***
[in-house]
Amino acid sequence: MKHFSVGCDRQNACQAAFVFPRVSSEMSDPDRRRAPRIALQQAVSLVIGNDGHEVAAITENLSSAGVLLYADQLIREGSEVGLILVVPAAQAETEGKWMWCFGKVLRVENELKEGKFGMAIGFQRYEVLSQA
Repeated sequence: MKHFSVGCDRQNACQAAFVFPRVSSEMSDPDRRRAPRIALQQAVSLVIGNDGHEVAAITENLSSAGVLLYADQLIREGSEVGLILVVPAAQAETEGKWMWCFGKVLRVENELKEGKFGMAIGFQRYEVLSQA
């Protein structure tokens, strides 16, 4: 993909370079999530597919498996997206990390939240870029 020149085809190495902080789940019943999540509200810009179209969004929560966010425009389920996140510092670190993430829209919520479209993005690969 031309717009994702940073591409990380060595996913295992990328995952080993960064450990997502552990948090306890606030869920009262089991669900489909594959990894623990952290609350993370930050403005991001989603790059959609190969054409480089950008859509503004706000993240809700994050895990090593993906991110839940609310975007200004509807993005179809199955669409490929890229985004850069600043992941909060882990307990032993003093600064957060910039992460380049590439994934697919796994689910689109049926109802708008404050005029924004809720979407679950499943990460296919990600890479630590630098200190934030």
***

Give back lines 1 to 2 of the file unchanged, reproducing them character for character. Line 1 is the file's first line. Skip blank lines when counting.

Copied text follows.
[in-house]
Amino acid sequence: MKHFSVGCDRQNACQAAFVFPRVSSEMSDPDRRRAPRIALQQAVSLVIGNDGHEVAAITENLSSAGVLLYADQLIREGSEVGLILVVPAAQAETEGKWMWCFGKVLRVENELKEGKFGMAIGFQRYEVLSQA